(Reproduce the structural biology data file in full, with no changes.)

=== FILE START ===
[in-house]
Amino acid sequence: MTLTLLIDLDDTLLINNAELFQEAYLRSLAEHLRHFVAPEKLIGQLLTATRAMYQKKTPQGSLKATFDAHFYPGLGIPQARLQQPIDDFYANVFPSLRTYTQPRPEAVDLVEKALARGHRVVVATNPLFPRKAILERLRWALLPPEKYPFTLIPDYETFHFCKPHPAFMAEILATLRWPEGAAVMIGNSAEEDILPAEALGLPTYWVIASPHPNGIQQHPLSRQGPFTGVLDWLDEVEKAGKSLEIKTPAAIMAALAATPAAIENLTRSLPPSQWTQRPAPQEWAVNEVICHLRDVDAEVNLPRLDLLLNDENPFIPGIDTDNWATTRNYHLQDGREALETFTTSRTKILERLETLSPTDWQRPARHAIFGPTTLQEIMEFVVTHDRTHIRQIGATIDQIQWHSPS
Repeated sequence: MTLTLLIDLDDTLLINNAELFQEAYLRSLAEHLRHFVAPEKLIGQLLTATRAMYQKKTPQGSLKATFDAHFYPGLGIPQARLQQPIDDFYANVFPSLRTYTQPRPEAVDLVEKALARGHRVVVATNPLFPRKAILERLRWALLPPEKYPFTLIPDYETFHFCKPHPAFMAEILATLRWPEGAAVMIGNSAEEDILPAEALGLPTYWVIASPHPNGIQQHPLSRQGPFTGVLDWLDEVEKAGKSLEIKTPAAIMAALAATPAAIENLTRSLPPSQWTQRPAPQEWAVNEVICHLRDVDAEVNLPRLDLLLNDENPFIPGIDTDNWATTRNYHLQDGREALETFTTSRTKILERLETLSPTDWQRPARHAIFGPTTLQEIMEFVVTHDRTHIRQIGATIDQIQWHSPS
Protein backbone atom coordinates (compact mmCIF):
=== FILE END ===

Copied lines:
[in-house]
Amino acid sequence: MTLTLLIDLDDTLLINNAELFQEAYLRSLAEHLRHFVAPEKLIGQLLTATRAMYQKKTPQGSLKATFDAHFYPGLGIPQARLQQPIDDFYANVFPSLRTYTQPRPEAVDLVEKALARGHRVVVATNPLFPRKAILERLRWALLPPEKYPFTLIPDYETFHFCKPHPAFMAEILATLRWPEGAAVMIGNSAEEDILPAEALGLPTYWVIASPHPNGIQQHPLSRQGPFTGVLDWLDEVEKAGKSLEIKTPAAIMAALAATPAAIENLTRSLPPSQWTQRPAPQEWAVNEVICHLRDVDAEVNLPRLDLLLNDENPFIPGIDTDNWATTRNYHLQDGREALETFTTSRTKILERLETLSPTDWQRPARHAIFGPTTLQEIMEFVVTHDRTHIRQIGATIDQIQWHSPS
Repeated sequence: MTLTLLIDLDDTLLINNAELFQEAYLRSLAEHLRHFVAPEKLIGQLLTATRAMYQKKTPQGSLKATFDAHFYPGLGIPQARLQQPIDDFYANVFPSLRTYTQPRPEAVDLVEKALARGHRVVVATNPLFPRKAILERLRWALLPPEKYPFTLIPDYETFHFCKPHPAFMAEILATLRWPEGAAVMIGNSAEEDILPAEALGLPTYWVIASPHPNGIQQHPLSRQGPFTGVLDWLDEVEKAGKSLEIKTPAAIMAALAATPAAIENLTRSLPPSQWTQRPAPQEWAVNEVICHLRDVDAEVNLPRLDLLLNDENPFIPGIDTDNWATTRNYHLQDGREALETFTTSRTKILERLETLSPTDWQRPARHAIFGPTTLQEIMEFVVTHDRTHIRQIGATIDQIQWHSPS
Protein backbone atom coordinates (compact mmCIF):